Philippines has ‘serious concerns’ about Beijing bombers in South China Sea
The Philippines has expressed “serious concerns” and vowed to take “appropriate diplomatic action” over Chinese long-range bombers operating in disputed parts of the South China Sea.
The China Daily newspaper reported Saturday that the People’s Liberation Army Air Force had conducted takeoff and landing training with H-6K bombers in the sea, where Beijing has built up and militarized tiny islets also claimed by several of its neighbors.
Using Chinese social media posts, the Washington-based Asia Maritime Transparency Initiative identified the location of the exercise as Woody Island, China’s largest base in the Paracel chain.
With a combat radius of nearly 1,900 nautical miles, the H-6K bomber would be able to reach all of Southeast Asia from Woody Island, the think tank said according to a story published Saturday by The Associated Press.
The Philippines hasn’t independently verified that the bombers were in the area, Reuters news agency reported, quoting Harry Roque, a spokesman for Philippines President Rodrigo Duterte.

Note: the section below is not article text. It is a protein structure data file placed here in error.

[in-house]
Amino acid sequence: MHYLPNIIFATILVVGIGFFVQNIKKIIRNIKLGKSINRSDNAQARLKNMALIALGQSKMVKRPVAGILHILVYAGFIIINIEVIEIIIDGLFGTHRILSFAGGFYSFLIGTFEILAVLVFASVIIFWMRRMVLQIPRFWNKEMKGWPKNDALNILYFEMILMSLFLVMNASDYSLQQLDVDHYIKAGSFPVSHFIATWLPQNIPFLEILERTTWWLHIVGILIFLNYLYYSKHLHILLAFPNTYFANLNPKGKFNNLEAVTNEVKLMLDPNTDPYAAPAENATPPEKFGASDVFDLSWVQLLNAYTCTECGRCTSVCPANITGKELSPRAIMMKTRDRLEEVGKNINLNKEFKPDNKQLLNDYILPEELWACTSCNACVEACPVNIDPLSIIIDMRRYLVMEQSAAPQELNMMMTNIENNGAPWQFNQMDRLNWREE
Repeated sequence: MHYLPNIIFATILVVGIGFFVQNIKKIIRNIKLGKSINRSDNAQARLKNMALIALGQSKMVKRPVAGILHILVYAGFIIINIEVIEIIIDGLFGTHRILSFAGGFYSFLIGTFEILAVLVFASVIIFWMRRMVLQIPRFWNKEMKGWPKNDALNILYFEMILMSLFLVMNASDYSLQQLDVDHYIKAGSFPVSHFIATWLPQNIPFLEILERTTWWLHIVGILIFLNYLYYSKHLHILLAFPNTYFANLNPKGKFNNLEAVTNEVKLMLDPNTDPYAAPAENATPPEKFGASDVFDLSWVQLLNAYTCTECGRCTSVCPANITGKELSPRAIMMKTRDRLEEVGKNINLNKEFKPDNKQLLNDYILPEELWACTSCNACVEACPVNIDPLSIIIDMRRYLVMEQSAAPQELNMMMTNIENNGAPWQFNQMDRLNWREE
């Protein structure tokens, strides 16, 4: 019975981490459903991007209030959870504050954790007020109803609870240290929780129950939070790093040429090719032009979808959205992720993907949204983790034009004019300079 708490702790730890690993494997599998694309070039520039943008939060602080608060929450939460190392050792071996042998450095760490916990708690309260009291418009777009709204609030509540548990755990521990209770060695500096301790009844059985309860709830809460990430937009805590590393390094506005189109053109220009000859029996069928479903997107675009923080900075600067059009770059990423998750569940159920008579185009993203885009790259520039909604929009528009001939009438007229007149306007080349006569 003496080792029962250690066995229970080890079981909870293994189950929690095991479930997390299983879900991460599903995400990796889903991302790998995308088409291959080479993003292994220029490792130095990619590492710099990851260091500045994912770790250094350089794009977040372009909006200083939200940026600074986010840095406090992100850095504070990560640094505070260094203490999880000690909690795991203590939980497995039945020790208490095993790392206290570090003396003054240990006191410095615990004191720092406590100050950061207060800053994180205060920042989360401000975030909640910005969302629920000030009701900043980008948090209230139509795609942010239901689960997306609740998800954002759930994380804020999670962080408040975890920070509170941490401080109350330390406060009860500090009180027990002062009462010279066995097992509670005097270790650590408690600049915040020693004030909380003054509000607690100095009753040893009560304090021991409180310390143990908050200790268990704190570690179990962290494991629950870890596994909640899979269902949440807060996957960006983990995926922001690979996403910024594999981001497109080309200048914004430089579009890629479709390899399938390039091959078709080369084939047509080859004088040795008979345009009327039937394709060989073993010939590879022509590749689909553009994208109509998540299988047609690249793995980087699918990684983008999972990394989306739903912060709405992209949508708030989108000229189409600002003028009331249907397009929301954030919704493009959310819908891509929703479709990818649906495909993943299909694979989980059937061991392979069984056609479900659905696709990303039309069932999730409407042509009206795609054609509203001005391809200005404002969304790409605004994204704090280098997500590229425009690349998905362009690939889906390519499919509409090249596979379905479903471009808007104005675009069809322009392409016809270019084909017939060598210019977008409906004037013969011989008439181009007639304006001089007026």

“But we take note of the reports that appeared and we express our serious concerns anew on its impact to efforts to maintain peace and stability in the region,” he said.
The Philippines Department of Foreign Affairs said it is monitoring the area.
“We are taking the appropriate diplomatic action necessary to protect our claims and will continue to do so in the future,” a statement said. “We reiterate our commitment to protect every single inch of our territory and areas which we have sovereign rights over.”
The U.S. and the Philippines have clashed with China over access to disputed South China Sea waters. In 2016, the Permanent Court of Arbitration in The Hague ruled in the Philippines’ favor in a dispute with China over fishing access to Scarborough Shoal. China has ignored the ruling, and Duterte sidestepped the issue in a bid to establish closer relations with Beijing.
However, U.S.-Philippines relations improved last year with American troops supporting Filipino soldiers battling Islamic militants in the south and China continuing to militarize outposts on disputed sea territory.
Earlier this month, the U.S. and the Philippines kicked off their largest multinational Balikatan drills under Duterte, who sought to scale down America’s military presence in his country after taking office in June 2016.